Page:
The kind Rita, a divorcee in her mid-20s, is Humbert's post-Lolita relationship. After Lolita disappears, Rita raises the chance that Humbert could develop a normal, healthy relationship with an adult woman. Rita differed significantly from the previous women in Humbert's life. Unlike Annabel or Lolita, Rita is an adult who is clearly not dependent on Humbert. Unlike the idealized girls, she is not a caricature of Humbert's imagination. Rita is certainly more attractive than Valeria and is able to assert herself more than the timid Charlotte Haze.

Instead of a girl, Humbert recognizes Rita as "the most soothing, the most comprehending companion that I ever had" (259). It is in comparison to his acceptance of Rita -- from her dumbness to her ricey skin -- that Humbert finally puts his relationship with Lolita in context. In contrast to the imagined Lolita, Humbert recognizes that Rita is drunk, cocky, prone to bad judgment and exhilaratingly real. The reader can only imagine the possibilities for Humbert's personal growth, had he not received the fateful letter from Lolita.


From the very beginning, Humbert already admits to a desire to possess the young Dolores, both literally and figuratively.

He goes so far as to rename her, to reject "Dolly" or "Dolores" in favor of "Lolita."

Often, he would even refer to her using the pronoun possessive, as "my Lolita."

Early in the novel, Humbert explains his sexual preference for "nymphets," a special form of womanhood that is often indistinguishable from the average female. For Humbert, nymphets are preadolescents, much like Annabel and later, Lolita. More importantly, Humbert asserts that nymphets are not human but rather, "demoniac" (16). Though they are unaware of it, nymphets are "little deadly demons" with "fantastic power" (17).

In addition to his narration of Annabel, this explanation serves to negate any charges of coercion on the part of Humbert. His attraction to Lolita is a hopeless reaction to her fantastic sexual power. Humbert asserts that through her fantastic nymphet power, Lolita has "individualized the writer's ancient lust" (43). However, critics like Jeffery Alan Triggs contend that the opposite could very well be true, that Humbert himself had created this image of the demonic, flirtatious and desirable Lolita, to contrast her with her intrusive, bourgeois and repulsive mother (Triggs).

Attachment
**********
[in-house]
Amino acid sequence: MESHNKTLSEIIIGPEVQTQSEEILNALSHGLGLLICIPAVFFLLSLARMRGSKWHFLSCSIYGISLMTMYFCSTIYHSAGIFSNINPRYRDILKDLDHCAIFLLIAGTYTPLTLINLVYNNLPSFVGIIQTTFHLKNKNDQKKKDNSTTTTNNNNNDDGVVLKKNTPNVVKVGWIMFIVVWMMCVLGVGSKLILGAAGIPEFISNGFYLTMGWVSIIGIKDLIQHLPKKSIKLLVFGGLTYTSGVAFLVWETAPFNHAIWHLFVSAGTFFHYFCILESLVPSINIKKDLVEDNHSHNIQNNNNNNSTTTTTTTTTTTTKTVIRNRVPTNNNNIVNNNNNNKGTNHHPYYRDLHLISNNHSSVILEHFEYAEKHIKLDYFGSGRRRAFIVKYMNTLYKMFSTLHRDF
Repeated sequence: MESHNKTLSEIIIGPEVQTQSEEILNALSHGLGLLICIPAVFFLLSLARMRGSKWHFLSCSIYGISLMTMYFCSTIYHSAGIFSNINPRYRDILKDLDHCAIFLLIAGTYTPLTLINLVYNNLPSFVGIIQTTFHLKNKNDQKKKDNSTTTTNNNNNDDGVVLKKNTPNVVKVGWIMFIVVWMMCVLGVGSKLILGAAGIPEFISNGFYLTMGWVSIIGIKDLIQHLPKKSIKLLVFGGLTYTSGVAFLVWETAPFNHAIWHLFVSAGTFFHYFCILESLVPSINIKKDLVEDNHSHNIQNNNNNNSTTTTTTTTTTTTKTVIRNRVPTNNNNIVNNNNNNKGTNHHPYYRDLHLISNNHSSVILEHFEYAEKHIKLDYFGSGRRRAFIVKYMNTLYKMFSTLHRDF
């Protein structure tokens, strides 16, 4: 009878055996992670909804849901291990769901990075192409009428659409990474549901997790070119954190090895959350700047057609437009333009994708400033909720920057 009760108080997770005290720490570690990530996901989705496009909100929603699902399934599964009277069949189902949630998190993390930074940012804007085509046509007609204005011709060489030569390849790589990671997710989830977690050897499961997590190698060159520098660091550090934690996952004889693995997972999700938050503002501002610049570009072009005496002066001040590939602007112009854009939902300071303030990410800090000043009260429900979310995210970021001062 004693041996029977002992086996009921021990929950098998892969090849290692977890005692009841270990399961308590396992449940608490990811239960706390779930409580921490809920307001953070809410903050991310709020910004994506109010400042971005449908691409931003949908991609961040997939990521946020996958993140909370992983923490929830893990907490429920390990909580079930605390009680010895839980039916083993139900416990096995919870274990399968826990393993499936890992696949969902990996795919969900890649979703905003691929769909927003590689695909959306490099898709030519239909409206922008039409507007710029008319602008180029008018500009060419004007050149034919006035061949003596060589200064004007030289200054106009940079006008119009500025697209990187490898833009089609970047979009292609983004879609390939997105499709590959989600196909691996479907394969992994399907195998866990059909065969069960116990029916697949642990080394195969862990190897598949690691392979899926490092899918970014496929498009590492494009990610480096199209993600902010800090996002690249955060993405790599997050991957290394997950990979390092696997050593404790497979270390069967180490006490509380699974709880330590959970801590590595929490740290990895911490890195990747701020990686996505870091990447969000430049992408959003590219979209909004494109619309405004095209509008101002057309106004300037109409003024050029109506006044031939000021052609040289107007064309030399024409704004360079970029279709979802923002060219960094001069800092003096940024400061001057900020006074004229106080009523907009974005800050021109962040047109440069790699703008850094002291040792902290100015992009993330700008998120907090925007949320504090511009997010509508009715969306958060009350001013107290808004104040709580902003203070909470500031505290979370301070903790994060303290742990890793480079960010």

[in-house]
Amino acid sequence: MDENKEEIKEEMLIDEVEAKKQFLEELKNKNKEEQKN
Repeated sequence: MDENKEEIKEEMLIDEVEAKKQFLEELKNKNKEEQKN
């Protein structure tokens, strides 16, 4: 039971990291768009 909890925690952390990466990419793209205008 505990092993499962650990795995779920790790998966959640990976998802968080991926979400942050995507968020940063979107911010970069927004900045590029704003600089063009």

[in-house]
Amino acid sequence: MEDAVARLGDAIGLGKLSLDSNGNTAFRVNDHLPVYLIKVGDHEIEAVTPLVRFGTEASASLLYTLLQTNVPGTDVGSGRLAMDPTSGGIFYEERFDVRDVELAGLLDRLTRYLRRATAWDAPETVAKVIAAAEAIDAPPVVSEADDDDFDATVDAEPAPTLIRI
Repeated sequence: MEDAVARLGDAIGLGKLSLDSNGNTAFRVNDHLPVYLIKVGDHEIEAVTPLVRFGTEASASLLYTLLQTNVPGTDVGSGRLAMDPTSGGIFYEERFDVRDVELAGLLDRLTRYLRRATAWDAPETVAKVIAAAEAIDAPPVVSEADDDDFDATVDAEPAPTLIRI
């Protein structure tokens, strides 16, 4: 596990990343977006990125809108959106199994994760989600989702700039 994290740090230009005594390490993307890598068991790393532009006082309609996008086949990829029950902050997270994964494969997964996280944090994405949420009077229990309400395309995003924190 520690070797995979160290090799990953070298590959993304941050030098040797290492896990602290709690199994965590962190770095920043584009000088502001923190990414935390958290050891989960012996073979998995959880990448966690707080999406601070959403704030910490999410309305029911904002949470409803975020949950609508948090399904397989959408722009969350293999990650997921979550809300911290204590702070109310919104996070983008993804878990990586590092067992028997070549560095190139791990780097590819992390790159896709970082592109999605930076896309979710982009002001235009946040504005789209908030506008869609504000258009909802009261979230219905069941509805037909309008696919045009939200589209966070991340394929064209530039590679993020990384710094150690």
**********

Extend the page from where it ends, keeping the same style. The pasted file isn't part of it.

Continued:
Such an explanation lends credence to charges that Humbert's account of his relationship with a willing and sexually knowledgeable Lolita masks the girl's lack of agency and options. Elizabeth Patnoe, for example, argues that through his narrative, Humbert skillfully masks how he repeatedly violates a hapless girl who has no other options. He "blames" her for her power and her sexual prowess, oblivious to the fact that she cries every night after she believes Humbert had fallen asleep. For Patnoe, the scratches on Humbert's neck are signs of resistance. Even her choice of geographic area is symbolic for Patnoe, who notes that with the road trip, Humbert had raped his Dolores virtually all over the country. When she escapes, Dolores thus escapes to the country's borders (Patnoe).